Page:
As a younger man, I was an awful cad, a pagan of the crudest sort, but without the courage of my convictions that would lead me to embrace my crude paganism. My conversion to the Faith was not simply a recalling of my youthful faith, but a long process of measured consideration and regression back to what I had been and then progressing forward to something new, a conversion that is still going on. It is good to know that in this, I am preceded by others who felt the same, who came to the same conclusions about duty, virtue, and the need for union, the ways in which the Faith defines and shapes how we think of these things. My attraction to liturgy in the past two-three years has also been largely a part of this participation in past and present and future collapsing together in Christian time. Reading about Randolph of Roanoke, I see myself; this is both liberating and comforting, as well as frightening, sobering, and demanding. As it should be, methinks.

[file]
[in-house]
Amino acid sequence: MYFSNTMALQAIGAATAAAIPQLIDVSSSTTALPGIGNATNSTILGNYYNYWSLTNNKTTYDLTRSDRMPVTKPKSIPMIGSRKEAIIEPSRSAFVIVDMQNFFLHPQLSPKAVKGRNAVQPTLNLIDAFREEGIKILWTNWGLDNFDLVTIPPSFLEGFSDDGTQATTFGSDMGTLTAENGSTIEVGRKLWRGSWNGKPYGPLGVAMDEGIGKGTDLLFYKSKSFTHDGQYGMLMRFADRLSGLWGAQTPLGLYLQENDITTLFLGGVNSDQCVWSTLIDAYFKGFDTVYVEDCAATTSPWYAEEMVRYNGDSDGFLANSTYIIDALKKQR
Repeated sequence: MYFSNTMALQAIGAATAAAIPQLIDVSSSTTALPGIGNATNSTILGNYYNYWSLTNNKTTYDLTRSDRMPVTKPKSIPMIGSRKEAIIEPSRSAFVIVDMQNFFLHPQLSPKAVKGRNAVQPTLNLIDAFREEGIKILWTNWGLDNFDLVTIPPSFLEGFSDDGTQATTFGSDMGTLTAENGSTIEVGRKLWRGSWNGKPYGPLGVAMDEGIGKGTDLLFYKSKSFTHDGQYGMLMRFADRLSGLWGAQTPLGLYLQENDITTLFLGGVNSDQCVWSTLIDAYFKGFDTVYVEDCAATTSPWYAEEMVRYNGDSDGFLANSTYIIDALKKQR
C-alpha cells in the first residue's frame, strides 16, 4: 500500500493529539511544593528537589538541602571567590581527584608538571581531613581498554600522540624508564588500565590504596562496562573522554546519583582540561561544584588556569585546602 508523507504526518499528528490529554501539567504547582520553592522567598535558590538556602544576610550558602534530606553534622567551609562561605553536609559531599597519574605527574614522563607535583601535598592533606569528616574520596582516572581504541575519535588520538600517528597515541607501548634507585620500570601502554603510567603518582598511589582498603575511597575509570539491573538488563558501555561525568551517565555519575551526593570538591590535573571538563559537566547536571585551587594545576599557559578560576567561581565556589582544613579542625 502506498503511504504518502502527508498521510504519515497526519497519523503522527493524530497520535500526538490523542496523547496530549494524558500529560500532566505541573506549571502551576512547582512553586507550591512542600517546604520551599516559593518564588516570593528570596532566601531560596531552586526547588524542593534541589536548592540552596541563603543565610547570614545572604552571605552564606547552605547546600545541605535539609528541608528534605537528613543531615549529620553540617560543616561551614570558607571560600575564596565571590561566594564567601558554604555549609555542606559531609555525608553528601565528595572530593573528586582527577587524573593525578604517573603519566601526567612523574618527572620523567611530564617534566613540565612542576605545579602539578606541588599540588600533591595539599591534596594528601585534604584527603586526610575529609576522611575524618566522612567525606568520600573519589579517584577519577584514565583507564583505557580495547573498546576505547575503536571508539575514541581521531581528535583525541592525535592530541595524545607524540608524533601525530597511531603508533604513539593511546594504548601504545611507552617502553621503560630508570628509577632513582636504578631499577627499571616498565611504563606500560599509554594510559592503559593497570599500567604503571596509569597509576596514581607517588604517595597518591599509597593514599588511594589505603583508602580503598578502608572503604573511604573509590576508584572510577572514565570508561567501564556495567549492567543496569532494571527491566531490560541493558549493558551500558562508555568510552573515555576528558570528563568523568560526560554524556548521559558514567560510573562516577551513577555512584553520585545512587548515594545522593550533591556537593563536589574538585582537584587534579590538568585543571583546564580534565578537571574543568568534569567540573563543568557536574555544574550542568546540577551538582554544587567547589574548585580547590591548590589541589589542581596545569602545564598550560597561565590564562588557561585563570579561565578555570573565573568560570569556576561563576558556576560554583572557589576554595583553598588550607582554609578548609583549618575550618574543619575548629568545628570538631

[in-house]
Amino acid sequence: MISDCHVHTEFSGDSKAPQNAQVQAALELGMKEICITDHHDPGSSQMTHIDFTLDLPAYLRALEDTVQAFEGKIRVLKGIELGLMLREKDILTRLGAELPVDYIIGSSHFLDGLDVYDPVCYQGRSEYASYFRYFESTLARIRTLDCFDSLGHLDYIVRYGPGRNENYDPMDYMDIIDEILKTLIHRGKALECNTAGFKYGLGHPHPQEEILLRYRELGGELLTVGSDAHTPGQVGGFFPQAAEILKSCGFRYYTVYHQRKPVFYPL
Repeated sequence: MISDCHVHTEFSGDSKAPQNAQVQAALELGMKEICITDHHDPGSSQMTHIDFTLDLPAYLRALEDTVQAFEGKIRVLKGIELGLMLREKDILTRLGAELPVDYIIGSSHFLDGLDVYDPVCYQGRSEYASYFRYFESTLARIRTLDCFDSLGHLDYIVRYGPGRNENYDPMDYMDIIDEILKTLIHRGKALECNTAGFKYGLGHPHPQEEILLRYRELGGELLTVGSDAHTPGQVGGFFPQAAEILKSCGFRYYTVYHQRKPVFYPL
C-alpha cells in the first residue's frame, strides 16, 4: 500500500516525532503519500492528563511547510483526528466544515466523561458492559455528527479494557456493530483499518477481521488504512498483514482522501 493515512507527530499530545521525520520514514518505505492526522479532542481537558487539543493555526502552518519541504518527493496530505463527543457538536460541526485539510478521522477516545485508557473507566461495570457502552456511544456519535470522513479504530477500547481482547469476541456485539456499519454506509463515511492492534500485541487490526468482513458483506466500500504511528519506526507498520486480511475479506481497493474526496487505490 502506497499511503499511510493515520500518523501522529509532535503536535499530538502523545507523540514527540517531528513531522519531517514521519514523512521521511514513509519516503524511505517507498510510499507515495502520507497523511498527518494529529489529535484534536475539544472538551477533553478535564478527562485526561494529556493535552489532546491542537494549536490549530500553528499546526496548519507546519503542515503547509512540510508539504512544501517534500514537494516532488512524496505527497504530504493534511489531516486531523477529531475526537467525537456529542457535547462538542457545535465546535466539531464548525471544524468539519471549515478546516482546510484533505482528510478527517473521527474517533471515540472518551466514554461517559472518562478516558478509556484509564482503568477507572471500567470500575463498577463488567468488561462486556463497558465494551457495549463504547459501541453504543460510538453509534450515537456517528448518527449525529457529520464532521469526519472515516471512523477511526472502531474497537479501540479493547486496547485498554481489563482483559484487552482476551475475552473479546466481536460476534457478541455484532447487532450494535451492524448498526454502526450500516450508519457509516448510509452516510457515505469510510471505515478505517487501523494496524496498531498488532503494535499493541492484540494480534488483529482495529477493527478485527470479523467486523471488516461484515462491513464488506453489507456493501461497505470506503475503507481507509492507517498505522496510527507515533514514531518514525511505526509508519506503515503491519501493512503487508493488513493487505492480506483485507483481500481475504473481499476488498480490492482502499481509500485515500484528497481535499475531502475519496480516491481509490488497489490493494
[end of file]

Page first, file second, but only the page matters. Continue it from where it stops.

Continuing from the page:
The History of Civilization, Pt III

As stated in the previous post, I’m skipping over reading the book of Job, and instead taking a side-track into two of the lectures on history provided in what I’m calling Volume LI. To be clear, though, there is no volume number on this book. Rather, its spine simply reads “Lectures,” but as its the only un-numbered book of the fifty-one in the collection, calling it Vol. LI just makes sense to my mind. We have two essays here:

1–“General Introduction” by Prof. Robert Matteson Johnston

“In all directions, in almost every branch of literature, history may be discovered, a multiform chameleon; and yet history does not really exist. No one has yet composed a record of humanity; and no one ever will, for it is beyond man’s powers. Macaulay’s history covered forty years; that of Thucydides embraced only the Peloponnesian war; Gibbon, a giant among the moderns, succeeded in spanning ten centuries after a fashion, but has found no imitators. The truth is there is no subject, save perhaps astronomy, that is quite so vast and quite so little known. Its outline, save in the sham history of our text books, is entirely wanting. Its details, where really known to students, are infinitely difficult to bring into relation.” (7)